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Leveraging the Impending Clippers’ Jersey Ads

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It’s coming and it should be more than just about money.

Los Angeles Clippers v Charlotte Hornets Photo by Zhong Zhi/Getty Images

Back in April 2016 the NBA approved uniform advertising for the 2017-2018 season. Since then only a handful of teams have actually inked sponsorship deals with corporations for patch space on uniforms next year. Part of the slow development of this money-making opportunity has been the uncertainty surrounding the value and opportunity for these patch spaces on jerseys. The Philadelphia 76ers were the first organization to sell ad-space when they agreed with StubHub on a $5 million/year deal in May 2016. The Sacramento Kings inked a deal ($5 million/year) with Blue Diamond in October.

The ones of late however may share a common theme: analytics/perks.

The Utah Jazz yesterday agreed with Qualtrics on a deal to put a corporate-approved logo (for supporting cancer-research) on the Jazz’s jerseys for next year. Along with money being part of the deal (financial terms were not yet disclosed),

The jersey patch deal is part of a larger arrangement that also makes Qualtrics the team's "exclusive fan experience insights and analytics partner." The team plans to use Qualtrics' tools to collect and analyze fan data to improve the arena experience.

The Boston Celtics agreed in late-January with General Electric on a corporate advertising deal (worth more than $7 million/year) that included, with the logo patch, GE’s agreement to provide

best-in-class expertise, products and insights across data science, medical equipment, and lighting solutions.

The Brooklyn Nets meanwhile agreed in early-February with Infor on a deal estimated to be worth $8 million/year with the promise that

Infor will also provide data analytics and technology to support the team’s business operations, fan experience initiatives and player performance.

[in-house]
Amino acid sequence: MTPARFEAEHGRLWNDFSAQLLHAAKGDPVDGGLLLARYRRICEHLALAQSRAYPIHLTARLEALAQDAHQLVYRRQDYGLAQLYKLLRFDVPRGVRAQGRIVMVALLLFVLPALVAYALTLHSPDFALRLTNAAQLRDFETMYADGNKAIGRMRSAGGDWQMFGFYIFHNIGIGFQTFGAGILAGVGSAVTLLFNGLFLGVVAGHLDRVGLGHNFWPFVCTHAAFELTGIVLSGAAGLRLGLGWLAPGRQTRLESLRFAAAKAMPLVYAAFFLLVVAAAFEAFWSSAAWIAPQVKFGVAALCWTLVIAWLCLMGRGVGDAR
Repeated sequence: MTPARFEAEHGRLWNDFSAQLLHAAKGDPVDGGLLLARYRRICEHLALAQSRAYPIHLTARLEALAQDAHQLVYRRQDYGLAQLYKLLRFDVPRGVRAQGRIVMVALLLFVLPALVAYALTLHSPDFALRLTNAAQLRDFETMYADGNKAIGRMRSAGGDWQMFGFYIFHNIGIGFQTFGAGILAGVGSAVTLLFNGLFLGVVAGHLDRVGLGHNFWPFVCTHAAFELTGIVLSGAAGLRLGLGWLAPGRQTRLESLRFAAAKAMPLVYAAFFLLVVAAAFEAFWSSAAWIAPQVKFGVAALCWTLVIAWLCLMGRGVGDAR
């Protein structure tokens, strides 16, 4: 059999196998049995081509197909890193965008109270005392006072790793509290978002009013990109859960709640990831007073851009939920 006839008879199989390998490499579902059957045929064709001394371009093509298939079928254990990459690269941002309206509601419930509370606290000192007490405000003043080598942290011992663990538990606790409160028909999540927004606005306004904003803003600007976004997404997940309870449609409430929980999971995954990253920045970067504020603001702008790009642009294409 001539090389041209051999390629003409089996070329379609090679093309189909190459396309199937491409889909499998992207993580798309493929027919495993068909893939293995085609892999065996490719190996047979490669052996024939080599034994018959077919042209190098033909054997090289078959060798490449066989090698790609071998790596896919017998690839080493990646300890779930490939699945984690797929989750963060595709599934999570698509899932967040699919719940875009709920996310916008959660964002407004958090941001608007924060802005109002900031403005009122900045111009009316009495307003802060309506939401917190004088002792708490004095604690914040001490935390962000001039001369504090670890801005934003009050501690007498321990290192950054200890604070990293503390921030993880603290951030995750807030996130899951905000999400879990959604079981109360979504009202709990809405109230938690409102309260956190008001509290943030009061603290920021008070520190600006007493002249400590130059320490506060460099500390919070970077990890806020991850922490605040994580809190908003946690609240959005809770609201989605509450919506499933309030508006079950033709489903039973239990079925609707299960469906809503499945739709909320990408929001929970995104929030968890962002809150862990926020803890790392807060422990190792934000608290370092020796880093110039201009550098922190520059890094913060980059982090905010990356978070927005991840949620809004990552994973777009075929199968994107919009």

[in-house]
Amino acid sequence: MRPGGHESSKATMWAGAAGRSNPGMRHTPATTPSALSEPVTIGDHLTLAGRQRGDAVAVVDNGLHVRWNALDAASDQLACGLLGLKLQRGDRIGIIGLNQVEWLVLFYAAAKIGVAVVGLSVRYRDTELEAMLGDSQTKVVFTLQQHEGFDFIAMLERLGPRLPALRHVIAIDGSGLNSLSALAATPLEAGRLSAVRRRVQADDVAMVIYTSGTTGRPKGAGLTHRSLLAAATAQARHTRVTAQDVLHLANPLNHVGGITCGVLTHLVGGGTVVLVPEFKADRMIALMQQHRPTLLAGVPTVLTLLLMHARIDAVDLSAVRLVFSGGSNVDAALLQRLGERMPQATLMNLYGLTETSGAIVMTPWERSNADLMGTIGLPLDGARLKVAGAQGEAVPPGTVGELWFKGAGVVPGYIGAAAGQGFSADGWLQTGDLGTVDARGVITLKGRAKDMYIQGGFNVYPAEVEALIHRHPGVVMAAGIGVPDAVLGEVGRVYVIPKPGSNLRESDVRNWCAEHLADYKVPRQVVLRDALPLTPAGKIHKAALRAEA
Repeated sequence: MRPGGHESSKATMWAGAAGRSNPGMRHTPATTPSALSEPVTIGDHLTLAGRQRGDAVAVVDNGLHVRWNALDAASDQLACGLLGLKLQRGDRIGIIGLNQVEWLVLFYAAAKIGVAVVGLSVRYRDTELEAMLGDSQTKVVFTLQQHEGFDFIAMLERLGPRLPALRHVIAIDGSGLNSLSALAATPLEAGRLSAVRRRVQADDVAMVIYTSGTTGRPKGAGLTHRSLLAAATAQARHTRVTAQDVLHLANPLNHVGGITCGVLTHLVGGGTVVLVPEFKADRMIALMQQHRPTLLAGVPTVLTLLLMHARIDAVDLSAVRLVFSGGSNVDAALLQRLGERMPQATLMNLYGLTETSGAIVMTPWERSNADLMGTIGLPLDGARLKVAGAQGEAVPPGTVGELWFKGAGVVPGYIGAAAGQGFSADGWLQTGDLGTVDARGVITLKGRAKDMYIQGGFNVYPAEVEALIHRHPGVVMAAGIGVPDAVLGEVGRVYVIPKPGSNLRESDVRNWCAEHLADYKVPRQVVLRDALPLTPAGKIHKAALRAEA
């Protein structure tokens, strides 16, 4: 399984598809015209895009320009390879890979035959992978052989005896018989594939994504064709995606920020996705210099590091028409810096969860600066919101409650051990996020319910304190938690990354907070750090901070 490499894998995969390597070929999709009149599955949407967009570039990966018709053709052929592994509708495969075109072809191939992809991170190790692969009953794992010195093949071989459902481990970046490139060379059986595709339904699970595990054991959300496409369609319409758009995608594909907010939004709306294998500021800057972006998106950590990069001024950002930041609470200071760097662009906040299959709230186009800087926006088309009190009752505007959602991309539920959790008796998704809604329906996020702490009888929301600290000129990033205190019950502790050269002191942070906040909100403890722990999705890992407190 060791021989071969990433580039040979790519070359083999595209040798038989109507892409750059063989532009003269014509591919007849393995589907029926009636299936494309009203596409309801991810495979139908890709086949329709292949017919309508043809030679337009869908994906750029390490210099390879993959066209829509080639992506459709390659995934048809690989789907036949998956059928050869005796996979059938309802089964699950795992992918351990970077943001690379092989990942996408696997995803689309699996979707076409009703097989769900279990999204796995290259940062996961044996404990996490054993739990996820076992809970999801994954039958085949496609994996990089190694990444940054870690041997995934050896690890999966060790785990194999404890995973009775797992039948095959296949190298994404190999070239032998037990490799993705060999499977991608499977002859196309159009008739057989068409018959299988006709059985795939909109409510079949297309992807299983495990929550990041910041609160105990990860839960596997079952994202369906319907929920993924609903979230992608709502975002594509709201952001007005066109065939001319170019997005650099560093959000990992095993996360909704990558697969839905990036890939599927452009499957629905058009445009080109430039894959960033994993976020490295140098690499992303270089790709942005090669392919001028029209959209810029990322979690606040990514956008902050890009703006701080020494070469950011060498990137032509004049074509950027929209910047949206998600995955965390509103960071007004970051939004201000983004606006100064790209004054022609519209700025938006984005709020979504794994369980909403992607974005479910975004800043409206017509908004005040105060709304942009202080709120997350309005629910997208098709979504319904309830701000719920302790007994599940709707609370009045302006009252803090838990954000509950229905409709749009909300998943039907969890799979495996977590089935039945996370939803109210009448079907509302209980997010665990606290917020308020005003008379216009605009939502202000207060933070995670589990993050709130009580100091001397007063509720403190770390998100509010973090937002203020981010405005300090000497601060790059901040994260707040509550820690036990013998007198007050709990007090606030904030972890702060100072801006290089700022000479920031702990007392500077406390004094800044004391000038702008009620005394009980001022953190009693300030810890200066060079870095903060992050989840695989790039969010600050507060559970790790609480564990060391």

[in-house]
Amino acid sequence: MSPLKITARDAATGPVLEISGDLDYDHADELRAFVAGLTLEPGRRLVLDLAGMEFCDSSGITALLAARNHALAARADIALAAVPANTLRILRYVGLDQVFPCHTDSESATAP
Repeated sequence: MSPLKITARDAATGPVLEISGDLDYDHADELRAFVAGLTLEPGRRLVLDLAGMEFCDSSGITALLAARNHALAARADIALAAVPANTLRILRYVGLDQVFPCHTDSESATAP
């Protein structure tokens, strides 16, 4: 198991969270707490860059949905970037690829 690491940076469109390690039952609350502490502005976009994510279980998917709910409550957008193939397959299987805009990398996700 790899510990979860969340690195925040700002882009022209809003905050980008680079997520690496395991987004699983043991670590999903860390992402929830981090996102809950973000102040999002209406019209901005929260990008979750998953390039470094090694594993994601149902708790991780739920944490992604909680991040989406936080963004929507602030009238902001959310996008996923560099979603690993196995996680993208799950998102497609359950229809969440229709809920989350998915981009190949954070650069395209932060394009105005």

The possible exception to this new trend may be the Cleveland Cavaliers who agreed to a deal with Goodyear Tires this month. The terms of that deal are not yet public, but it’s less likely that the Cavs are expecting any specific perk from that deal beyond the money (estimated to be between $5 to $10 million/year), though it is possible that Goodyear could spare some engineers and analysts for basketball related work.

That brings us to the Clippers. Clippers’ owner Steve Ballmer is not one to shy away from trying new things. He has discussed implementing a streaming service for Clippers’ games in lieu of traditional TV broadcasts and also perhaps getting the Clippers a new stadium to call home. It should be argued and perhaps expected that Ballmer will not simply sell the Clippers’ jersey space as a simple monetary transaction. Instead, the Clippers have an opportunity to link themselves in-depth with a sponsor and get millions of dollars in services/perks out of the relationship. If the Clippers wish to follow the trend of analytics, perhaps a technology corporation like Microsoft would be a suitable partner. On the other hand, perhaps the team would like to blaze a path and trend towards nutrition - how about Cliff bars for everyone? The opportunities are endless and it will be up to Steve Ballmer to decide.